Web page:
Decolonizing our Food Systems

January 11, 2022

The first step to becoming engaged personally in decolonizing our food systems is to seek a broader understanding in order to align our food choices to support positive changes in our society. Radical right?

By Marina de Pina-Jenkins

Here’s a quick trip around the topics of Indigenous food sovereignty and how we can begin decolonizing our cultural food practices. 

Decolonizing the Most Recent Canadian Food Guide

Canada is a country of many cultures dispersed throughout a wide geographic region with many outdated food systems that are perpetuating food insecurity, meaning that not all Canadians have equal access to fresh and healthy foods. The latest Canadian Food Guide, launched in January 2019 with a promise to be inclusive of multicultural diets and diverse perspec­tives on food, including the food systems of Indigenous communities. 

“Some scholars argue that federally designed standard food guides fails to address the myriad and complex issues of food security, well-being, and nutritional needs of Canadian Indigenous communities while imposing a dominant and westernized worldview of food and nutrition. In a parallel development, Indige­nous food systems and associated knowledge and perspectives are being rediscovered as a way to improve current and future food security.” (U of Winnipeg News). 

Taylor Wilson of University of Winnipeg has recently published Decolonizing Diets through Indigenous-focused Food Guides,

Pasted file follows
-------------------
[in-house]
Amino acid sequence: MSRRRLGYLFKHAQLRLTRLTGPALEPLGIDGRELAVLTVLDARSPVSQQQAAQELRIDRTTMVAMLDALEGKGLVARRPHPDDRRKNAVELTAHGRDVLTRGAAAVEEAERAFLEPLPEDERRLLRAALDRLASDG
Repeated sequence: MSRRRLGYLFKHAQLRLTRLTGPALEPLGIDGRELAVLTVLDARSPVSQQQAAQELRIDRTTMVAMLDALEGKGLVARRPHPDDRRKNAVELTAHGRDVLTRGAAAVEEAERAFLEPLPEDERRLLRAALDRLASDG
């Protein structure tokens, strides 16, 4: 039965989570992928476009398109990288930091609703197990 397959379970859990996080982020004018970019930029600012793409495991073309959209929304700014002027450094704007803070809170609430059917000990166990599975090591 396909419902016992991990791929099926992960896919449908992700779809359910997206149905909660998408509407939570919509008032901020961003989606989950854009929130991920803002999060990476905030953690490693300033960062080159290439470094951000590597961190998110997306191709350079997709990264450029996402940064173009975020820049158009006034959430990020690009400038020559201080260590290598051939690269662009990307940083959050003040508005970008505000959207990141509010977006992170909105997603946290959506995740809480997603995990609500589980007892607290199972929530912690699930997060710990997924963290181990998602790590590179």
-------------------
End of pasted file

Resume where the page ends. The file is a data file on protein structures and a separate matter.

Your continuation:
“Our research supports Indigenous-led and community-based resurgence and decolonization of food guides,” said Wilson.

Her research will continue with a community-based case study “to design and pilot-test a personalized Indigenous food guide in the Fisher River Cree Nation, to demonstrate its impact,” she said.

The Indigenous Food Sovereignty Movement

The Indigenous food sovereignty movement has been present since colonial times before Canada became a Nation, but it’s only in the last 15 years that this topic has been brought into public conversations alongside the growth of the food security movement. Indigenous food sovereignty is a specific policy approach within the Food Security Movement, to address the underlying issues impacting Indigenous peoples and our ability to respond to our own needs for healthy, culturally adapted Indigenous foods.

So how can we begin to engage with the decolonization movement as non-Indigenous Canadians? 

Personally, I think learning and volunteering are the 2 best ways people can start making a positive change. In 2020, one of the most impactful books I read was Braiding Sweetgrass. I highly recommend this as a way to see deeper meanings behind Indigenous Teachings and to see how we are personally impacted by these systems.  

Here are a few of my favourite quotes from Braiding Sweetgrass by Robin Wall Kimmer to inspire you on your journey:

“I’ve heard it said that sometimes, in return for the gifts of the Earth, gratitude is enough… But I think we are called to go beyond cultures of gratitude, to once again become cultures of reciprocity.” 

“Cultural survival depends on healthy land and a healthy, responsible relationship between humans and the land… Ecological restoration is inseparable from cultural and spiritual restoration, and is inseparable from the spiritual responsibilities of care-giving and world-renewal”


By Marina de Pina-Jenkins
Vancouver, BC


Canada’s Food Guide:

Quotes & Information on Taylor Wilson’s paper:

Wilson, T., & Shukla, S. (2020). Pathways to Revitalization of Indigenous Food Systems: Decolonizing Diets through Indigenous-focused Food Guides. Journal of Agriculture, Food Systems, and Community Development, 9(4), 201–208.

Braiding Sweetgrass, Robin Wall Kimmer


Submit a Comment

Your email address will not be published. Required fields are marked *